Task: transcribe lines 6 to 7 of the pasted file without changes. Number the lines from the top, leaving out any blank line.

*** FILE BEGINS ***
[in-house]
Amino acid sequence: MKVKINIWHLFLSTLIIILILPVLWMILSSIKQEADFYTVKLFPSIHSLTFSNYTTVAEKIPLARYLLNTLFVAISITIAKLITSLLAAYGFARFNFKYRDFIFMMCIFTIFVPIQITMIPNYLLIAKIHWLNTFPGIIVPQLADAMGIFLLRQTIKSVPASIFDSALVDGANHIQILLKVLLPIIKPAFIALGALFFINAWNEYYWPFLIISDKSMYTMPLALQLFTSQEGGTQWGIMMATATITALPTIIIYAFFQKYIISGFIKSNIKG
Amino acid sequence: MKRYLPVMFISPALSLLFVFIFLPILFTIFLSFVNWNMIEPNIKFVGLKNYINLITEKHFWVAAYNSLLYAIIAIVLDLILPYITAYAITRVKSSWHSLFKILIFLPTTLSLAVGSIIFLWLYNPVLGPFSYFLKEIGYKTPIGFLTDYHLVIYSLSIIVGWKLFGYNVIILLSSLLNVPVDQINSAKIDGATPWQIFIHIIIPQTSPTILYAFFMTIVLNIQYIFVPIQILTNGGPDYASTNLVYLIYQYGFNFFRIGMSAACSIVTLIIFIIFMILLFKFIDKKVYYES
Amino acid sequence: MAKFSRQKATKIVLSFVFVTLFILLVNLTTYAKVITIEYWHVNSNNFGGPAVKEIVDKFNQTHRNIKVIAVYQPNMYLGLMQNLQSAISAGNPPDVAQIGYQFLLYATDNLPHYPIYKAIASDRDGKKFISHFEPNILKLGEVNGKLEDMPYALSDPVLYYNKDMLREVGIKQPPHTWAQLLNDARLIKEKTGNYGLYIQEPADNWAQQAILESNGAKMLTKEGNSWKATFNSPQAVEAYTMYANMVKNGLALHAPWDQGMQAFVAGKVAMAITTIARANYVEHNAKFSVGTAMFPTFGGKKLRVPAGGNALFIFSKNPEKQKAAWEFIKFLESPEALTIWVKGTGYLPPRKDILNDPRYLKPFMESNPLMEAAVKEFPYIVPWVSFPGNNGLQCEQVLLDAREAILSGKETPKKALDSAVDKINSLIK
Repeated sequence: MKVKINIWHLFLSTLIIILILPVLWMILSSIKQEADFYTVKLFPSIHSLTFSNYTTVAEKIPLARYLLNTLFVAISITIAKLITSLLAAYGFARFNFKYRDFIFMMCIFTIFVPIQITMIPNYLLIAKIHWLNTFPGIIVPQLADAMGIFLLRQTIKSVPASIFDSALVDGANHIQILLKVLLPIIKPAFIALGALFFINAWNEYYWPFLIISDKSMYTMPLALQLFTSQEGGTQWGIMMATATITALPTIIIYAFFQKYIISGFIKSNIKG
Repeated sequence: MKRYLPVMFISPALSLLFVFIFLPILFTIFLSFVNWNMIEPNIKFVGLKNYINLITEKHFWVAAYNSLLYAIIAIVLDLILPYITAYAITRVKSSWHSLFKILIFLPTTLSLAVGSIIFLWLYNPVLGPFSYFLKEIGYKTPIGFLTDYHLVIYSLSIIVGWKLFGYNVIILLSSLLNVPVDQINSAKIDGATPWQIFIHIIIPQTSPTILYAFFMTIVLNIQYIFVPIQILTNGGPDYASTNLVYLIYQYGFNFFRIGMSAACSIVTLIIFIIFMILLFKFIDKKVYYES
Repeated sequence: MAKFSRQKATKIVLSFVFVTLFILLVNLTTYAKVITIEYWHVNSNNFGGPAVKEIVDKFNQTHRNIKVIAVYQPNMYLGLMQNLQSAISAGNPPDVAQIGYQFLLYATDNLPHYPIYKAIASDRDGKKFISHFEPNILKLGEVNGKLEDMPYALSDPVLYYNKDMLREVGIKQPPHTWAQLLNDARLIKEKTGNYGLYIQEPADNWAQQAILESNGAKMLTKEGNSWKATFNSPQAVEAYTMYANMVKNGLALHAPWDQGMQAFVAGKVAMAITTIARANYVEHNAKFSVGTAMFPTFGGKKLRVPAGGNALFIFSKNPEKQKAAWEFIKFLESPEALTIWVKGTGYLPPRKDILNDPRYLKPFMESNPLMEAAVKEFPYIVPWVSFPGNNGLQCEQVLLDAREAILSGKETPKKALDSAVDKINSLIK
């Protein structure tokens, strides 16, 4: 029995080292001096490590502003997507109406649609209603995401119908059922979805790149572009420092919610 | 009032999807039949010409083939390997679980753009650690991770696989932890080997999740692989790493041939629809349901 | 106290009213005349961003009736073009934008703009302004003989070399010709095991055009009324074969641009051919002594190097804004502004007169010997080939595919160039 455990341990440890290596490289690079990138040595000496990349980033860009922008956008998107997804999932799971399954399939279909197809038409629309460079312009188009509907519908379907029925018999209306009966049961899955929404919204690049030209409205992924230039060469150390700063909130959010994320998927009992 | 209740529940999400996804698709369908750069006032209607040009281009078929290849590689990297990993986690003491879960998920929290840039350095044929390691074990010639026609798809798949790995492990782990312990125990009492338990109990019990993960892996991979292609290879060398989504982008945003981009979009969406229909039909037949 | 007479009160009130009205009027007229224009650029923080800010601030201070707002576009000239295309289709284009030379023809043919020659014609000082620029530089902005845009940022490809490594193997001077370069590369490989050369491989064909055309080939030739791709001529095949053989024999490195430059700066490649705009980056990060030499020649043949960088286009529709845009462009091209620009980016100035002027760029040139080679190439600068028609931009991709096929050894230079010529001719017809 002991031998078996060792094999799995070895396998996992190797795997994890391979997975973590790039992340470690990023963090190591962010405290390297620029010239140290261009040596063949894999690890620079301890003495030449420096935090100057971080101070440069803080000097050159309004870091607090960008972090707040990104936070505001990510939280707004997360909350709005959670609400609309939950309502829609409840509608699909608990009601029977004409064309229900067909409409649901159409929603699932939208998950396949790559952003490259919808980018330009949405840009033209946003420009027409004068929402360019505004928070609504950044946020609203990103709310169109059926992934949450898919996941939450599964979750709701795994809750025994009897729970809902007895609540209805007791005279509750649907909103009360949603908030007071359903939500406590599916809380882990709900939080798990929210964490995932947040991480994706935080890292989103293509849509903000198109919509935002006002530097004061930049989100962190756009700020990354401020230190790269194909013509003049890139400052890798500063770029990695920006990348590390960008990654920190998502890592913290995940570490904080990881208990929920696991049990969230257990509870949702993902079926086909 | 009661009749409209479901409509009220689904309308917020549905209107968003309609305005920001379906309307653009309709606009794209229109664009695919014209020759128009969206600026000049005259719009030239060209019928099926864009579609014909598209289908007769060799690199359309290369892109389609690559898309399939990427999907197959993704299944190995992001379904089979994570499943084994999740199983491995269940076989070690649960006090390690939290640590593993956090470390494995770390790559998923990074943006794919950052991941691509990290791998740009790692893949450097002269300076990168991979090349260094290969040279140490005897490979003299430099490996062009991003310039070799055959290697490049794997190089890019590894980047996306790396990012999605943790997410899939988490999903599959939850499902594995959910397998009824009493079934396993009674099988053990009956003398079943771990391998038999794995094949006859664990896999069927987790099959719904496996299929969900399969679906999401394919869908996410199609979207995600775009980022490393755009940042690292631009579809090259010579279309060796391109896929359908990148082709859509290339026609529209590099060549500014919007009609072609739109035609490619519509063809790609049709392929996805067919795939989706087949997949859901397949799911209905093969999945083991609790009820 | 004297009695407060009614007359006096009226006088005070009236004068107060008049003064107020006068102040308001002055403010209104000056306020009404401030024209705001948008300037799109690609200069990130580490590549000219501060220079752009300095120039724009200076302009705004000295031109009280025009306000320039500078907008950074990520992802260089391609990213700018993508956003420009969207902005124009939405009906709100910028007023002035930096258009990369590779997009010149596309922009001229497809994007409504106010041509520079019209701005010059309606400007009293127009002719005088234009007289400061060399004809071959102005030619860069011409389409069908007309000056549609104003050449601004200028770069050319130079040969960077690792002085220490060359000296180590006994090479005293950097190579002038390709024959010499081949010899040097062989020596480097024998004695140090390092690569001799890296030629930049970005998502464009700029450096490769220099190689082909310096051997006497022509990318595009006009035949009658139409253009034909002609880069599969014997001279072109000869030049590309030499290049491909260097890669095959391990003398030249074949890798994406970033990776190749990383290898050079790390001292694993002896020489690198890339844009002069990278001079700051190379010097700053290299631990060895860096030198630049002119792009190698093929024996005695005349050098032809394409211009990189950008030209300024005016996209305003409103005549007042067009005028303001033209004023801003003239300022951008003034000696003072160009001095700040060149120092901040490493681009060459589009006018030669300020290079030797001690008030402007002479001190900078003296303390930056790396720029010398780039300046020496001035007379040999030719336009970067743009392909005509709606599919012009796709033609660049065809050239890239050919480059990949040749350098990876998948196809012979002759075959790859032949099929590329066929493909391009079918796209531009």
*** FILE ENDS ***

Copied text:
Repeated sequence: MKRYLPVMFISPALSLLFVFIFLPILFTIFLSFVNWNMIEPNIKFVGLKNYINLITEKHFWVAAYNSLLYAIIAIVLDLILPYITAYAITRVKSSWHSLFKILIFLPTTLSLAVGSIIFLWLYNPVLGPFSYFLKEIGYKTPIGFLTDYHLVIYSLSIIVGWKLFGYNVIILLSSLLNVPVDQINSAKIDGATPWQIFIHIIIPQTSPTILYAFFMTIVLNIQYIFVPIQILTNGGPDYASTNLVYLIYQYGFNFFRIGMSAACSIVTLIIFIIFMILLFKFIDKKVYYES
Repeated sequence: MAKFSRQKATKIVLSFVFVTLFILLVNLTTYAKVITIEYWHVNSNNFGGPAVKEIVDKFNQTHRNIKVIAVYQPNMYLGLMQNLQSAISAGNPPDVAQIGYQFLLYATDNLPHYPIYKAIASDRDGKKFISHFEPNILKLGEVNGKLEDMPYALSDPVLYYNKDMLREVGIKQPPHTWAQLLNDARLIKEKTGNYGLYIQEPADNWAQQAILESNGAKMLTKEGNSWKATFNSPQAVEAYTMYANMVKNGLALHAPWDQGMQAFVAGKVAMAITTIARANYVEHNAKFSVGTAMFPTFGGKKLRVPAGGNALFIFSKNPEKQKAAWEFIKFLESPEALTIWVKGTGYLPPRKDILNDPRYLKPFMESNPLMEAAVKEFPYIVPWVSFPGNNGLQCEQVLLDAREAILSGKETPKKALDSAVDKINSLIK